Foot­ball’s crazy rich Asians

Sun.Star Cebu - - PRIME SPORTS -

They may not have suc­cess sto­ries or ac­com­plish­ments like Vichai’s writ­ten in the clubs’ an­nals yet but their pas­sion for the most pop­u­lar sport in the world and their true grit in con­sum­mat­ing their busi­ness suc­cesses in their home coun­try with har­ness­ing a dream of foot­ball glory in elite leagues is most ad­mired. Here are more Foot­ball’s Crazy Rich Asians: Tony Fer­nan­des, 54, is the Malaysian owner of English club Queen’s Park Rangers. Tony is best known to Filipinos as the chair­man of AirAsia, the largest low-cost car­rier, with for­mi­da­ble op­er­a­tions in the Philip­pines, Thai­land, In­done­sia, In­dia and, nat­u­rally, Malaysia.

Tony went to school in Lon­don, worked there with Sir Richard Bran­son of the Vir­gin Group and, nat­u­rally, loves foot­ball. He bought the Lon­don club, QPR, in 2011 but had seen the club’s per­for­mance fluc­tu­ate be­tween EPL and Cham­pi­onship lev­els.

Erick Tho­hir, 43, is a me­dia mogul in In­done­sia and ear­lier this year was chair­man of the or­ga­niz­ing com­mit­tee of the highly suc­cess­ful Asian Games held in Jakarta and Palem­bang in 2018.

He was, un­til re­cently, the ma­jor­ity share­holder of top flight Serie A club In­ter Mi­lan. Erick is cur­rently eye­ing buy­ing Ox­ford United, a level 3 English club, from an­other Thai owner.

Eric also owns Amer­i­can ma­jor foot­ball league club DC United and, take note of this--he is the first Asian to ever own an NBA team, the Philadel­phia 76ers!

At his early age, we can only ex­pect more ac­qui­si­tions and spec­tac­u­lar moves from this young Asian in the global sport­ing world. Watch out for Ox­ford United, guys!

Peter Lim, 65, be­came the first Sin­ga­porean to own a top Euro­pean foot­ball club in 2014. He in­vested 420 mil­lion Eu­ros for Va­len­cia and groomed it into a cred­i­ble num­ber 4 stand­ing in the highly com­pet­i­tive Span­ish La Liga in the 2017/18 sea­son.

Peter also owns an­other foot­ball club in the UK, Sal­ford City, ap­par­ently with some of Manch­ester United’s for­mer stars who have be­come great bud­dies of his and his fam­ily. He also has in­vested in Ho­tel Foot­ball in a 50 per­cent stake in Bri­tish car­maker McLaren Au­to­mo­tive.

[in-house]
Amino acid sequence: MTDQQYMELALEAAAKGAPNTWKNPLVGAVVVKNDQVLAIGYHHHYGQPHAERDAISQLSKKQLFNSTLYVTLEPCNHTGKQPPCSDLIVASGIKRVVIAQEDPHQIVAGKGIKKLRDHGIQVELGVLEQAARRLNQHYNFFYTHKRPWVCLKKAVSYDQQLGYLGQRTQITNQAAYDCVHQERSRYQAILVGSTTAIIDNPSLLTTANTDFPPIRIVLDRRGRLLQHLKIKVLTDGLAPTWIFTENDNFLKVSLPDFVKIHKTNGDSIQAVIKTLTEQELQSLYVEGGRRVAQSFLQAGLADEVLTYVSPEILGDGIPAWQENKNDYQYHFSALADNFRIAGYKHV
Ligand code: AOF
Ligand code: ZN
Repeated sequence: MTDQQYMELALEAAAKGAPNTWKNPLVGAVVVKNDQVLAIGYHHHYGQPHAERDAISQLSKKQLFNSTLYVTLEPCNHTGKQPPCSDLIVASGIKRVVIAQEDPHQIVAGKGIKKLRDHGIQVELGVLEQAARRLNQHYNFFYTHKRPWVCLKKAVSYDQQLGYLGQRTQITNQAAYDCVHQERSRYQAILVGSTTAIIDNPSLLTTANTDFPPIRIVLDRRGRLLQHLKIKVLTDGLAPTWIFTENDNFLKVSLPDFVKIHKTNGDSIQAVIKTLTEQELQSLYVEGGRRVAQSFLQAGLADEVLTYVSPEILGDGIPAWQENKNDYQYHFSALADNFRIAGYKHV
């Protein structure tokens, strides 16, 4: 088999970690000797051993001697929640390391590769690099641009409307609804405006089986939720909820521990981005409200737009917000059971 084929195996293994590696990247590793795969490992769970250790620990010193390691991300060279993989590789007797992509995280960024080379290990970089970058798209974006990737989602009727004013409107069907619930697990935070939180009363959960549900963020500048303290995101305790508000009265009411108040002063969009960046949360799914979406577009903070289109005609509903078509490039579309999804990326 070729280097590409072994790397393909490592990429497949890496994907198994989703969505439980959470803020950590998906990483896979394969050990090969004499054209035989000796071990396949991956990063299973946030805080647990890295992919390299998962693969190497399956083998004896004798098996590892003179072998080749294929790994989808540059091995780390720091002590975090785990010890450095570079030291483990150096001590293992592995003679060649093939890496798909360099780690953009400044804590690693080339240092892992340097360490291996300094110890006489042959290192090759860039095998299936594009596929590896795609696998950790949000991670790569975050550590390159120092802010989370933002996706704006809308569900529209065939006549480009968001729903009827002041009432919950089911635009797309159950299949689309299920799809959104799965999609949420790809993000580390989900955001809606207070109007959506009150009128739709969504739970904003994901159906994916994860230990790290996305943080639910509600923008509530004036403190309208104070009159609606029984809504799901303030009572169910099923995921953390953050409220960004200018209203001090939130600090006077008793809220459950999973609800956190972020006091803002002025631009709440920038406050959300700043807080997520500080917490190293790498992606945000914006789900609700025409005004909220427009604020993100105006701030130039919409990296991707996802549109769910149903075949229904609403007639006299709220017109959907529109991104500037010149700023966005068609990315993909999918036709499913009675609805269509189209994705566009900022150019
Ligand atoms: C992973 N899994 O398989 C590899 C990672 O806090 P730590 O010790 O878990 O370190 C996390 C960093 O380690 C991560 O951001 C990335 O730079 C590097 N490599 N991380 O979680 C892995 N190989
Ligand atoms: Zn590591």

Vin­cent Tan , 66, the Malaysian bil­lion­aire with a diver­si­fied con­glom­er­ate known as Ber­jaya, owns newly pro­moted EPL club, Cardiff City. His in­ter­est in the sport also saw him mix-match his phil­an­thropic in­cli­na­tion with the ac­qui­si­tion of FK Sara­jevo and KV Kor­trijk in re­cent years.

In the Philip­pines, Ber­jaya has been in­volved in the coun­try since the early 1990s. It owns and op­er­ates a ho­tel in Makati, apart from run­ning a gam­ing op­er­a­tion, just to name a few. Vin­cent’s phil­an­thropic qual­i­ties also saw Ber­jaya Philip­pines build and turn over 1,000 units of low-cost hous­ing un­der the Gawad Kalinga Foun­da­tion with pledges of more to come af­ter see­ing the coun­try’s rav­aged en­vi­ron­ment af­ter ev­ery storm or dis­as­ter.

Cardiff City FC is where the Philip­pines’ only footballer in the EPL plays. The Azkal’s top­notched goal­keeper Neil Etheridge is Cardiff’s first choice, and we are on a watch on what this bond be­tween Vin­cent and Neil, hatched thou­sands of miles away in Eng­land, can bring to up­lift foot­ball in the Philip­pines. (The author, Charles Lim, is an Asian foot­ball en­thu­si­ast who runs a PR con­sul­tancy in the Philip­pines. He went to school in Eng­land and worked in sev­eral Asean coun­tries and is now a lead­ing force in ad­vo­cacy for sports tourism in the coun­try. Email: charles.sel­

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